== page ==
Look Inside Your Refrigerator for This Marketing History Lesson
One of the greatest consumer psychology books you could ever read is Robert Cialdini’s Influence: The Psychology of Persuasion. If you’ve never read the book (and you SHOULD read it), it’s about how “compliance practitioners” (Cialdini’s term for people whose job it is to persuade people) like salespeople, advertisers, negotiators, lawyers, politicians, tabloid journalists, etc. use certain rhetorical “weapons of influence” to “produce a distinct kind of automatic, mindless compliance from people…without thinking first.”
While Cialdini talks about several of these persuasive “weapons,” the one I want to talk about here with you is the one he calls “the friendly thief,” which simply means that we are much more likely to buy from somebody we already know and like.
It seems like a self-evident point to say now in the age of the internet, social media, algorithms, affiliate marketing, mass targeted content/advertising, that “liking” has become the universally-known currency of the modern 21st-century economy.
But the cracking of the “liking code” happened long before the internet, way back in the 1940s and 50s with the invention of the “party selling plan.”
The idea behind the party selling plan is simple: a company sales rep recruits somebody, typically a housewife, to invite a bunch of her friends and family over to her house for a sales presentation that is designed to look and feel like a small party. Once there, the guests play games and get free gifts (including for the hostess) from the rep just for showing up.
Afterward, the rep conducts the sales presentation for the guests and, if it goes well, takes orders from the guests, giving a share of the profits to the hostess.
While originally invented by the Stanley Home Products company, it was perfected by a woman named Brownie Wise who ran the sales division for the Tupperware corporation and revolutionized direct sales.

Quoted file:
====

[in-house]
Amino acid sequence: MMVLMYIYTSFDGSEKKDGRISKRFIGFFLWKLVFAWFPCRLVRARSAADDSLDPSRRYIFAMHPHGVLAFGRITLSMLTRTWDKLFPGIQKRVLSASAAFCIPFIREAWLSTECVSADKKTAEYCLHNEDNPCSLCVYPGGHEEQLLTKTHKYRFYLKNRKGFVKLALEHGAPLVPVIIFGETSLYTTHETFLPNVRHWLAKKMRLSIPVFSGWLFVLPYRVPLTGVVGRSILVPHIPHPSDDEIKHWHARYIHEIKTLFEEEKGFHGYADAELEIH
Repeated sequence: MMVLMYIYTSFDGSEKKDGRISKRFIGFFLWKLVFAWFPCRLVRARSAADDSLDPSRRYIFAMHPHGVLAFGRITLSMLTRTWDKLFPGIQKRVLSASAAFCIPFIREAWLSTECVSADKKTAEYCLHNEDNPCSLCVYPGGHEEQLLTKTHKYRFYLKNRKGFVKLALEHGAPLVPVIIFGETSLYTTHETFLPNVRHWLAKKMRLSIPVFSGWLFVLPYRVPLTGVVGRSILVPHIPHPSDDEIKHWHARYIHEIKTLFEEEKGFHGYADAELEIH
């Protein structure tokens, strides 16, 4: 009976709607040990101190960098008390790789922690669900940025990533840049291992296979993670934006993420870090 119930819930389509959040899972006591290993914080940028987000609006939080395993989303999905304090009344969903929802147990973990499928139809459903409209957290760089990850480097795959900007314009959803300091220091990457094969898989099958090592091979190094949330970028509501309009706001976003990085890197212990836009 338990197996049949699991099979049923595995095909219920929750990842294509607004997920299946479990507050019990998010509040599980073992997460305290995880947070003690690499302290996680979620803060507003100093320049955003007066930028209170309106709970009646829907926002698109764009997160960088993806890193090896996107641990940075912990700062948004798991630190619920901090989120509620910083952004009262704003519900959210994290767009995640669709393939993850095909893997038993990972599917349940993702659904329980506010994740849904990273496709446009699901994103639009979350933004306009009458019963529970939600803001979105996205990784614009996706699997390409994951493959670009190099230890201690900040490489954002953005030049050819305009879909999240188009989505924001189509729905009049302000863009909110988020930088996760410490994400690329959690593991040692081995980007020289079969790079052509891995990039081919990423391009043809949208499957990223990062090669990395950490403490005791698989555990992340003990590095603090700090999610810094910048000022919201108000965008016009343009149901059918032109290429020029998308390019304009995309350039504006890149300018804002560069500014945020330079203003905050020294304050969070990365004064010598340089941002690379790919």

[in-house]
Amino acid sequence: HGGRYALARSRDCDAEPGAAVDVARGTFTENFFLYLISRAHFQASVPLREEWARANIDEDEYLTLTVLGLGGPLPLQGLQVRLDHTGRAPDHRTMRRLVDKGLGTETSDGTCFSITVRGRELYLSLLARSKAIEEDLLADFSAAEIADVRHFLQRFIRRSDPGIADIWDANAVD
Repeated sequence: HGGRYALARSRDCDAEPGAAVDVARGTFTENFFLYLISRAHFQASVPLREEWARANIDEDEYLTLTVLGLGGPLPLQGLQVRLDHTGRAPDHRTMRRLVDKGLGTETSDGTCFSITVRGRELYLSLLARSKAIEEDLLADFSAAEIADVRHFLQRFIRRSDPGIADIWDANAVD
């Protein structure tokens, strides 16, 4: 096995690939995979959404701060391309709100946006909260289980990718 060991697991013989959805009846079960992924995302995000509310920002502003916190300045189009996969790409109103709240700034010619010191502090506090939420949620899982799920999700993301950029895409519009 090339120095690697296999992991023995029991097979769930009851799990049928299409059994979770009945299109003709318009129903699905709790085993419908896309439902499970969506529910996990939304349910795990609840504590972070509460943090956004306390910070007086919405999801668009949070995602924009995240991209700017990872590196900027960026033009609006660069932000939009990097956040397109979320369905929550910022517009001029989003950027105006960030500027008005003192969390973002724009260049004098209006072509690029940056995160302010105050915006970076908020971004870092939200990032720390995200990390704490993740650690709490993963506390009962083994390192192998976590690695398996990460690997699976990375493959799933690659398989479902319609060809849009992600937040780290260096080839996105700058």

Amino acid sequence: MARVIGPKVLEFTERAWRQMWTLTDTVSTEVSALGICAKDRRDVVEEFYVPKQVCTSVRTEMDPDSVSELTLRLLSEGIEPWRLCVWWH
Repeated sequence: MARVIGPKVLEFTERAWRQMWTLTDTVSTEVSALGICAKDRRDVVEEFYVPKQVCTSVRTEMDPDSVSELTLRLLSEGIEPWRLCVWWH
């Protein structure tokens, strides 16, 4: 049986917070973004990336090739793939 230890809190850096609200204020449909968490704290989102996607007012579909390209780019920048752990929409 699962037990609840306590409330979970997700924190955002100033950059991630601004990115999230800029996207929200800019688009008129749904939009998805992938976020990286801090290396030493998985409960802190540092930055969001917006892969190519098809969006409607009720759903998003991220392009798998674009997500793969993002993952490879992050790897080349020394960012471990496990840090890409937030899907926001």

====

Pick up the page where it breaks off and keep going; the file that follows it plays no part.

Here’s Cialdini on why the Tupperware party was so successful:
“…[T]he real power of the Tupperware party comes from a particular arrangement that trades on the liking rule. Despite the entertaining and persuasive salesmanship of the Tupperware demonstrator, the true request to purchase the product does not come from this stranger; it comes from a friend to every woman in the room. Oh, the Tupperware representative may physically ask for each partygoer’s order, all right, but the more psychologically compelling requester is a housewife sitting off to the side, smiling, chatting, and serving refreshments. She is the party hostess, who has called her friends together for the demonstration in her home and who, everyone knows, make a profit from each piece sold at her party.”
Lesson: It’s that simple. We buy much more often from people we like, which includes the people our trusted friends like as well. It’s all the power of liking by association.
You’re probably on a bunch of email newsletter mailing lists and follow a lot of niche blogs dedicated to professional and personal interests you care about. And there’s probably at least one or two of them which you read religiously and regularly buy from, donate to, or follow the advice of.
Hence, when the creators of these spaces send you material telling you about someone they think you should check out, you’re going to be much more likely to actually do it.
This goes for:
- Email and print newsletters
- YouTube channels
- Social media pages
- Private online groups
Whatever it is you have to sell, being able to access the media your target prospect consumes will not only instantly make you more credible (because you’ve already been vetted by someone he trusts), but you will also have a much, much better chance of being “liked” by the prospect since you will be given a platform to display your similarity and like-mindedness with the prospect.
The power of liking can vastly multiply your sales and attract high-quality customers and repeat buyers.
© 2021 David Lowenthal Enterprises Ltd.
David Lowenthal is an independent direct response fundraising serving libertarian and other freedom-loving nonprofits.
This chapter is part of his book 32 Jackpot Marketing Secrets from History’s Greatest and Craziest Persuaders! If you would like to discover more marketing secrets from some of history’s most successful entrepreneurs, copywriters, politicians, negotiators, lawyers, talk show hosts, actor/directors, political activists, and much more, you can download a copy of his FREE ebook, 32 Jackpot Marketing Secrets from History’s Greatest and Craziest Persuaders!, by signing up here.
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